View Full Version : If grass is the FASTEST surface

Sam L
Jul 29th, 2002, 11:06 AM
... then how come the fastest serves in mens' and womens' tennis are registered on HARDCOURTS? :confused:

I mean Rusedski has the fastest serve and he served that in Indian Wells on hardcourts.

And Venus has the fastest serve in womens' tennis and she served that in Zurich on carpet/hardcourt.

Plus the groundstrokes on hardcourts seem to be struck harder and seem to go faster than on grass.

So why is grass the FASTEST surface? :confused:

Jul 29th, 2002, 11:17 AM
Well, aren't serves clock when the rackets have contacts with the ball???? it is not when the ball touches the surface, so having a high speed serve do not have anything to do where you serve it, clay, grass, hardcourt, carpet, do no matter.

Jul 29th, 2002, 11:24 AM
My uneducated guess is that hardcourt tournaments are usually in hotter places, and the locations of the fastest serves were hit are v hot places... the ball will move faster in the air in hot temperatures. Indoor tournaments are meant to be really hot as well.

Unlike GB where the grass is which is rarely as hot as California or Florida, i'm guessing the ball moves slower.

Sam L
Jul 29th, 2002, 11:25 AM
Well then why is grass the fastest surface? I mean how do you determine fast or slow surfaces then.

I thought the speed is measured at the point when the ball crosses the net? :confused:

Sam L
Jul 29th, 2002, 11:26 AM
I just don't know Sonic! :confused:

Anyone an expert in this? LOL

Jul 29th, 2002, 11:28 AM
i think it is called a fastest surface because the ball bounce really low, and the players needed to go and hit the ball faster than other courts, like clay is being called the slowest because players have more time to hit the ball, because it bounce higher.

I hope you understand where i am going, if not maybe the others could help.

Jul 29th, 2002, 11:37 AM
Yeah I agree with rhz, its all about what the ball does after bounce.

Williams Rulez
Jul 29th, 2002, 11:49 AM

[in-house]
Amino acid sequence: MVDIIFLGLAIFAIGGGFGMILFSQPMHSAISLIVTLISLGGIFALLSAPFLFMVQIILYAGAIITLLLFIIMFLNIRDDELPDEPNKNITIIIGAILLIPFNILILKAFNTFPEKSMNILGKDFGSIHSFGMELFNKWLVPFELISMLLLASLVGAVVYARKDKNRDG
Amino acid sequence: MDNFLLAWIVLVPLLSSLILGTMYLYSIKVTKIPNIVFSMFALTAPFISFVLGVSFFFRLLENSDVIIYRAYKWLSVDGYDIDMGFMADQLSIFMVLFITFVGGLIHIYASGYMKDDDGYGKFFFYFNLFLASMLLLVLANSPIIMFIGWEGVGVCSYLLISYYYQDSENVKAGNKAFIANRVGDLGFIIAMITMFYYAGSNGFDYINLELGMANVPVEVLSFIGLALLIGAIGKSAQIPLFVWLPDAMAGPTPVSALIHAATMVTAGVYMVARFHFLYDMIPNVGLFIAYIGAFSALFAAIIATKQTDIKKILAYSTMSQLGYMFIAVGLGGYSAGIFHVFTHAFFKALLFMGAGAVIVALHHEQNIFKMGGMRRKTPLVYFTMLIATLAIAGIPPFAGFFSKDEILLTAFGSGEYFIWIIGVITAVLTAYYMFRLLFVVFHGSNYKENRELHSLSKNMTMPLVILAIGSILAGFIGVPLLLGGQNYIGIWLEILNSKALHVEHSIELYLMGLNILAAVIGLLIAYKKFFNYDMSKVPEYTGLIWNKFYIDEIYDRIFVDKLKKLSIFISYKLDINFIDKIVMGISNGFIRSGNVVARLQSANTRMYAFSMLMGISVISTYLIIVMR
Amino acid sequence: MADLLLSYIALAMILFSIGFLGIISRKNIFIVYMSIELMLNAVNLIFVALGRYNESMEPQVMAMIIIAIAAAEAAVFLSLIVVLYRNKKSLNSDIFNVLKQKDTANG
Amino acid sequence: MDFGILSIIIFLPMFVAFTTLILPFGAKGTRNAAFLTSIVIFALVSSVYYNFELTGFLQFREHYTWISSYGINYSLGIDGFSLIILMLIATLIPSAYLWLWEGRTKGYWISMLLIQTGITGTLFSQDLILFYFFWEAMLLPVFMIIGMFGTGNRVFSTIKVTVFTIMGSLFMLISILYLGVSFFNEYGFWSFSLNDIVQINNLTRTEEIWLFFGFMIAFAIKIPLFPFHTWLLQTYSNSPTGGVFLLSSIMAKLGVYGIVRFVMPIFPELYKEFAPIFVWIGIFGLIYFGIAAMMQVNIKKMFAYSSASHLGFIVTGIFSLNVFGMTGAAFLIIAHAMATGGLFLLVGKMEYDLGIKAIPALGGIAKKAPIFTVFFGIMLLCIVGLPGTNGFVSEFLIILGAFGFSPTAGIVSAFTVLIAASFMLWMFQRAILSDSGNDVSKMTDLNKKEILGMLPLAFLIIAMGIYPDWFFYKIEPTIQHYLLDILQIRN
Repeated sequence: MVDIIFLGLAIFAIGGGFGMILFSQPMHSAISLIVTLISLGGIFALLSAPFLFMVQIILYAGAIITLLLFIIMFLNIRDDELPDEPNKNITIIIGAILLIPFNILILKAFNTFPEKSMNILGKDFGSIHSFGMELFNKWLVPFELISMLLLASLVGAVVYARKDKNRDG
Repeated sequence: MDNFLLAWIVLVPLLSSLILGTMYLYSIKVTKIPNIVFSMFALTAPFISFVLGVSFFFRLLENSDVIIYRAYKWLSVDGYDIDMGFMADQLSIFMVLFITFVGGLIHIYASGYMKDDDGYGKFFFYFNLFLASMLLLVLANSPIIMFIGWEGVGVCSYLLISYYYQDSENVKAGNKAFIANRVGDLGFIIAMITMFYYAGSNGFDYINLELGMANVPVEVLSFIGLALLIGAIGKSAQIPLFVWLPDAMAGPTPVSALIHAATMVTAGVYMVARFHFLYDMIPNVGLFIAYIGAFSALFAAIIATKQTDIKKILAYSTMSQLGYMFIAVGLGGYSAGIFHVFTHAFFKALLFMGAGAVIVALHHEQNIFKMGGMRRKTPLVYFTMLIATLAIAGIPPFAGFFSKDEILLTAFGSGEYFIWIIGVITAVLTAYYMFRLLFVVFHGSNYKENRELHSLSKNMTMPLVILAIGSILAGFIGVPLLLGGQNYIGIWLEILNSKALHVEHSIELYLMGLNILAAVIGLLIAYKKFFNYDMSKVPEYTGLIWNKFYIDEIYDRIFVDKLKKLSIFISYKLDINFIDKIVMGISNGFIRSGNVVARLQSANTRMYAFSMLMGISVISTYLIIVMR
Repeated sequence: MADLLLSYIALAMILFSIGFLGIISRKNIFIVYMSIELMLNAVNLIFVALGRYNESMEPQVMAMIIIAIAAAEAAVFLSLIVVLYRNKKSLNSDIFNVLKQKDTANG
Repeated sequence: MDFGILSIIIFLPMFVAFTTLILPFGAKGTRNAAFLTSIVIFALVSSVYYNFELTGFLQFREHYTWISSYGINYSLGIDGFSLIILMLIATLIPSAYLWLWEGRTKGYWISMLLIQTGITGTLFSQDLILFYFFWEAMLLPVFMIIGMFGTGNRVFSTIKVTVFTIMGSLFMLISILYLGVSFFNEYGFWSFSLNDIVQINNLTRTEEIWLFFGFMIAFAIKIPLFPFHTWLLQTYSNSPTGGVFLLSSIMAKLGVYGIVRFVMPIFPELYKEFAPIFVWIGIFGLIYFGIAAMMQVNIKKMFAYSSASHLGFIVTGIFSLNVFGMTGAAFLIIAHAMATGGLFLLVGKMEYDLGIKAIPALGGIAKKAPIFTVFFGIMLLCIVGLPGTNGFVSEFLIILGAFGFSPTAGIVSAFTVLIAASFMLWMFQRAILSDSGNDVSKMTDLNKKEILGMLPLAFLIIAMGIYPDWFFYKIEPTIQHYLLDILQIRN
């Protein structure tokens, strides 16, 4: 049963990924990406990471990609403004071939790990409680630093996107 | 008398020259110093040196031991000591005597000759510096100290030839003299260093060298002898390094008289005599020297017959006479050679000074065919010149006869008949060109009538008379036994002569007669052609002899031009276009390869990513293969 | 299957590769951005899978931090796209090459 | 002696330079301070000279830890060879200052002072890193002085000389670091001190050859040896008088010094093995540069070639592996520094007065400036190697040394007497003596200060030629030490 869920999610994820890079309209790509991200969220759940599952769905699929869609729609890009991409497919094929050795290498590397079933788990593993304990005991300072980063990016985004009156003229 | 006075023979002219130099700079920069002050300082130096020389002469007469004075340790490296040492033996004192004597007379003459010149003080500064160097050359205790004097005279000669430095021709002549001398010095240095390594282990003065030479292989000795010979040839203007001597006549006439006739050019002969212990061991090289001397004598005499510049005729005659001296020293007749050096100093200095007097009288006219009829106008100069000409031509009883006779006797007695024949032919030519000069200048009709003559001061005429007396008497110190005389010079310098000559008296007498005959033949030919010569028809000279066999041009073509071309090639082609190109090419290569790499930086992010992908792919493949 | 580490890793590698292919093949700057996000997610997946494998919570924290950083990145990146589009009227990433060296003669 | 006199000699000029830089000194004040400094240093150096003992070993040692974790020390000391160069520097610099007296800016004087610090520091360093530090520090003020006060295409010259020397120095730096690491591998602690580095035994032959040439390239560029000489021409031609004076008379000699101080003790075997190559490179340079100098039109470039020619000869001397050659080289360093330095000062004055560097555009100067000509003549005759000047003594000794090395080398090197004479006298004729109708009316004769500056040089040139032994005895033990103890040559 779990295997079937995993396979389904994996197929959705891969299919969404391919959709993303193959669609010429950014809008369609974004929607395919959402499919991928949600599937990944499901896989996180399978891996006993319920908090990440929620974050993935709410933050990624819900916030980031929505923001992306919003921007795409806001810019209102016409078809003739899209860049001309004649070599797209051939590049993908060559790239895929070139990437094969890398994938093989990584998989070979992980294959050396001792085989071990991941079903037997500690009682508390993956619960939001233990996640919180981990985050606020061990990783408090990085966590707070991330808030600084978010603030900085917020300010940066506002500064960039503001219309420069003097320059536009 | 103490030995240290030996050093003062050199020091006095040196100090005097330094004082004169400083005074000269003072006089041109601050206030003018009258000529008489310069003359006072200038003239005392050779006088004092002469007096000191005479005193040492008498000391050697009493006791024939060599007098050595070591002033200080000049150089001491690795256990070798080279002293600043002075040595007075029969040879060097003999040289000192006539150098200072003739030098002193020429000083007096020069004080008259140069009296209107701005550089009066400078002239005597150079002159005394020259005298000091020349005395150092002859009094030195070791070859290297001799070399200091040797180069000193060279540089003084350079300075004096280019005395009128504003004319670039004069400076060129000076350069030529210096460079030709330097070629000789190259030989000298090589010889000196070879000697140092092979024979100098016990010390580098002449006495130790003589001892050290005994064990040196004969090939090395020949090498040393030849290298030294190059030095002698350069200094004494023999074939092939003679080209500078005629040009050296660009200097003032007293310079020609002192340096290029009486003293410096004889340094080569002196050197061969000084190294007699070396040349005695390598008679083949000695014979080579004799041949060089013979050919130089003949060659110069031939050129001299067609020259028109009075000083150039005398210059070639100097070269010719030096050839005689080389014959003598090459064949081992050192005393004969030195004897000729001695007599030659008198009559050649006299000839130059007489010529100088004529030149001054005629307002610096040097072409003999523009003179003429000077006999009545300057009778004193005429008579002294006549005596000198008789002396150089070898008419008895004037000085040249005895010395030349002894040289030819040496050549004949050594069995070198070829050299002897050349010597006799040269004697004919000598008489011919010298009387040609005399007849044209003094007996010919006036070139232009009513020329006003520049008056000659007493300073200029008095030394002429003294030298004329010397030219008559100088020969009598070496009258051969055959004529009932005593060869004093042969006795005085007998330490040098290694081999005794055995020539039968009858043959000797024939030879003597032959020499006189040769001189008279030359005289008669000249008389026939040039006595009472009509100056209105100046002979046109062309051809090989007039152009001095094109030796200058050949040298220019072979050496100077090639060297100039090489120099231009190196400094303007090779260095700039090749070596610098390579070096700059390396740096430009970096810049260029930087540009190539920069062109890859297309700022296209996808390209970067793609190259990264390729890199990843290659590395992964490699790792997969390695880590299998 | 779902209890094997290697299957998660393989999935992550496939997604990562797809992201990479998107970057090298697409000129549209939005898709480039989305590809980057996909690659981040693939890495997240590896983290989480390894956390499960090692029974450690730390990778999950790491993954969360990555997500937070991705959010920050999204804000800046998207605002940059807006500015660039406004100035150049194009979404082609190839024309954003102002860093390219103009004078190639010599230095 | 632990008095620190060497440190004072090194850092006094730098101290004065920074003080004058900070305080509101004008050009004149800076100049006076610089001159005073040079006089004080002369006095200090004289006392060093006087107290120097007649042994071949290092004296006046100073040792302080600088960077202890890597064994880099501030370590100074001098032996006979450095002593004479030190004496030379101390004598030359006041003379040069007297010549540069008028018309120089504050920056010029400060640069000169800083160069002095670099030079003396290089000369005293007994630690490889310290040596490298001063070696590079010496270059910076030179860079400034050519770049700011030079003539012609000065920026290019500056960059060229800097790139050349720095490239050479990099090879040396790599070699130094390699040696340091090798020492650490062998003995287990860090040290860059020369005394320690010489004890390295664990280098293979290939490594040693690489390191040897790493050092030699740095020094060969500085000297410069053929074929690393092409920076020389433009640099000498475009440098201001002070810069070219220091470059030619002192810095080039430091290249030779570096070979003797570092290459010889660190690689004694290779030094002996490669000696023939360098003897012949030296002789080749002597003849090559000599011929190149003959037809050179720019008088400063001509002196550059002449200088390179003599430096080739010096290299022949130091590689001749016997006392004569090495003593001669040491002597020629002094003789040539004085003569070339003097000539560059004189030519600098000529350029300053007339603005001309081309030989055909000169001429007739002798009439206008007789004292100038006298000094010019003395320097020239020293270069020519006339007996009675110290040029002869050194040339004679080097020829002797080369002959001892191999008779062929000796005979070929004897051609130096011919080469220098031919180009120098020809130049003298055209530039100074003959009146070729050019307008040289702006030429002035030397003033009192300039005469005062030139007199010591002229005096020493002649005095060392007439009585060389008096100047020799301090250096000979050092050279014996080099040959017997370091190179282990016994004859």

On grass, the ball slides through the surface, loses little pace, so it is a fast surface.

MaRKy MaRk
Jul 29th, 2002, 02:26 PM
Yeah on grass, the ball skids and doesn't bounce as high, so the ball comes really fast at you.

And, yeah, your right... the speed of a serve is measured as it crosses the net, so the surface has no bearing on the speed. But the temperature does make a difference...the hotter, the faster...

Jul 29th, 2002, 04:13 PM
Sam, grass is catalogued as the fastest surface due to many reasons. Mainly because the ball almost does not bounce, this means that it's harder to reach it. Points tend to be very fast and players know that if they hit the ball very strong it may be enough to end the point.
The low bouncing of the ball causes it to accelerate most of the time. Specially in sliced and plain shots. A sliced backhand won't be as effective as in a grass cout than a clay court. This is because in clay the ball bounces higher, so player has got more time to reach it.

Now if we're talking about serve as rhz said, it does not depend on the surface. Besides if you chech statistics, a lot of really fast serves are also done in grass, only a few mph less. So there isn't a big difference of speed of the serves between a grass and a hard court.
Maybe the factor of the temperature was the one that marked the difference.

Hope you can get some answers from there


Brian Stewart
Jul 29th, 2002, 05:51 PM